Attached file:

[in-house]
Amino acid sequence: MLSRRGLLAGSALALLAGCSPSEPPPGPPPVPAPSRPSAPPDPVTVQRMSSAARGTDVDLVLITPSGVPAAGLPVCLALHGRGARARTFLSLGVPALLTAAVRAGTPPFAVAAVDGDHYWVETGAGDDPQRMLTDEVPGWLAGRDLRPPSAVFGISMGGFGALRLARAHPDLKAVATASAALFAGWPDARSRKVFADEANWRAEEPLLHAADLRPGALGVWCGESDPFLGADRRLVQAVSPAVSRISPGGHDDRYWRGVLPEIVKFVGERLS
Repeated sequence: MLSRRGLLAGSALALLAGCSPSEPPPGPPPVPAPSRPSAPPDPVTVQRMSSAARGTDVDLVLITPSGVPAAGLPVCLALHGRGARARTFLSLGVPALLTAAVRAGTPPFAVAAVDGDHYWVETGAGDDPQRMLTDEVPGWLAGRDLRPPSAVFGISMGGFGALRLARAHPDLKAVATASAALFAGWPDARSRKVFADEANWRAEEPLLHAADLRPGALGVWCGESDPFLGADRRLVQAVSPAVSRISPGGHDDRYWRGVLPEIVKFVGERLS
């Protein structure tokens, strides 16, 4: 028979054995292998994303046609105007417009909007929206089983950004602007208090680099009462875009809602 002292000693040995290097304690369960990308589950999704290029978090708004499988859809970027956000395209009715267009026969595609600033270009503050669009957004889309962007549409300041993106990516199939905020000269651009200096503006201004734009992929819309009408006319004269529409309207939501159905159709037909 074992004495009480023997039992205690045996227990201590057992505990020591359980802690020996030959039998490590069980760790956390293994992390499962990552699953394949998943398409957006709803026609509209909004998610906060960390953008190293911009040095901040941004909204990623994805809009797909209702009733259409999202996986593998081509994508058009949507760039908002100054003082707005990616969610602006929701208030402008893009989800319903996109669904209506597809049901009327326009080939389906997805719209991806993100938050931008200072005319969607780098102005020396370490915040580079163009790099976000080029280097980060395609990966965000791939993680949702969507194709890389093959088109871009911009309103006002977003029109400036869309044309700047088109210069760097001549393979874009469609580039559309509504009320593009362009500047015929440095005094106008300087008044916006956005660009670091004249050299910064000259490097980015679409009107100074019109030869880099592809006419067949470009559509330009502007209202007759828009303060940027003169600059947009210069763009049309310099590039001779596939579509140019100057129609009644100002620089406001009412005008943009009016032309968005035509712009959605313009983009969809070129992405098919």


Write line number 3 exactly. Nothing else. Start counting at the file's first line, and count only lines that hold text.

Repeated sequence: MLSRRGLLAGSALALLAGCSPSEPPPGPPPVPAPSRPSAPPDPVTVQRMSSAARGTDVDLVLITPSGVPAAGLPVCLALHGRGARARTFLSLGVPALLTAAVRAGTPPFAVAAVDGDHYWVETGAGDDPQRMLTDEVPGWLAGRDLRPPSAVFGISMGGFGALRLARAHPDLKAVATASAALFAGWPDARSRKVFADEANWRAEEPLLHAADLRPGALGVWCGESDPFLGADRRLVQAVSPAVSRISPGGHDDRYWRGVLPEIVKFVGERLS